Another place people turn to when researching a purchase decision is social media. Social media "influencers" make a living off reviewing and endorsing products and can influence their followers to buy (or stay away from) specific products and services.

However, it doesn't require a well-known personality to sway a person's perception of a brand or product. Consumers seek social proof from people they know to validate their opinions of products and businesses, making it particularly important for businesses to nurture brand advocates and avoid creating detractors.

The speed at which brand reputations can be impacted make it Imperative for businesses to have a proactive and engaging digital presence. Actions such as candidly and humbly addressing a disgruntled customer's tweet can help repair that relationship and even strengthen the brand's reputation.

Employee engagement and customer experience

Businesses that want to be customer experience leaders should also focus on being employee experience leaders. Employees, especially customer-facing ones, can have a significant impact on what types of experiences people have while doing business with a company.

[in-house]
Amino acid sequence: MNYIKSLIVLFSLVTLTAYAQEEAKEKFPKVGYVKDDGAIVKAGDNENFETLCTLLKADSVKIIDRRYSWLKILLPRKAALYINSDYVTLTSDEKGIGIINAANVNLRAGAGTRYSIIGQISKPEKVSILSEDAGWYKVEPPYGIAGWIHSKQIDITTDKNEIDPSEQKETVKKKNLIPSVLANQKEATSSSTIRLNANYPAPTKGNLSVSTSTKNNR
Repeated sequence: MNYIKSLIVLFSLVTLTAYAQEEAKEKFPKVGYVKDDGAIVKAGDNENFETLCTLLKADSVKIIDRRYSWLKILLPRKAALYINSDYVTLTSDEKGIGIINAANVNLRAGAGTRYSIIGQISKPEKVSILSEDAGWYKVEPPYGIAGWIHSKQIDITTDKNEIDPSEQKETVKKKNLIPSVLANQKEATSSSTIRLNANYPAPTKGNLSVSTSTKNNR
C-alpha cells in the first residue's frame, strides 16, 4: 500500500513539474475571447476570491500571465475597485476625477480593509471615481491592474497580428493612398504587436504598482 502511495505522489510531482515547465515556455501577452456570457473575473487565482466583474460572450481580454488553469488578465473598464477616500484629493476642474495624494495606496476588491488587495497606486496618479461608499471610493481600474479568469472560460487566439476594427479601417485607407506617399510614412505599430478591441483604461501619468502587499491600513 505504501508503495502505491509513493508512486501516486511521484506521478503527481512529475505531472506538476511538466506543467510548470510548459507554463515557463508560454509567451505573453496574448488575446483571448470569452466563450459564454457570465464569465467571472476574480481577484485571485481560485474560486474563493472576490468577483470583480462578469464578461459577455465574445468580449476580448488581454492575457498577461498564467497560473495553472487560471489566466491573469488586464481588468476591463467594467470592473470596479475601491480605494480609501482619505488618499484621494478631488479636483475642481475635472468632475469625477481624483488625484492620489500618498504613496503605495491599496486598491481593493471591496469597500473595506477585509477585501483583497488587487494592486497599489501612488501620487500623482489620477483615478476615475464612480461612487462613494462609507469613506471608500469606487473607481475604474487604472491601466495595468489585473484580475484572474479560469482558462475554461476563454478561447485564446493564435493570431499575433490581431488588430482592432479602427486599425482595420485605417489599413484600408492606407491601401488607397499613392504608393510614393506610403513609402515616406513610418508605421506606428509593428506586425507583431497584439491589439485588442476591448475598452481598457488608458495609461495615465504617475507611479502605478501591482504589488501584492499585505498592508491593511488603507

Specifically, businesses should focus on employee engagement. Engaged employees are committed to their employer’s business objectives and will go the extra mile to help the organization achieve its goals. From a CX perspective, this could mean that an employee takes the initiative to figure out how to improve customer survey completion rates, develop innovative website functionality, or arrange to send a dress to the bridesmaid who forgot to pack it.

There are several initiatives a brand can undertake to increase employee engagement and create a more customer-centric culture. Below, we'll discuss a few of them.

  • Share the answer to why customer experience is important—It's human nature to want to know the "why" of things. Employees should know the meaning of CX and how it impacts customer loyalty and financial outcomes. When they know why the business is focusing on CX, workers are more likely to get on board.
  • Explain to employees how their job responsibilities affect CX—Connect more dots for employees by helping them understand how their activities directly or indirectly influence customer experience.
  • Frequently share positive customer feedback—Everyone likes to be recognized and know that their work is making a difference. Sharing positive feedback from customer satisfaction surveys, social media, and other sources can keep people engaged and motivated.
  • Invest in employee development—Learning new skills or refining existing ones can be rewarding for employees and sends a signal that the business values them. In addition, having more knowledgeable employees will enable brands to develop more innovative experiences.

Measuring customer experience for continuous improvement 

Customer experience must be continuously improved; therefore, it must be continuously measured. There isn't a single metric that allows organizations to know holistically how they're doing on CX, so a collection of KPIs is the way to go. This collection of customer experience measurements can include the following: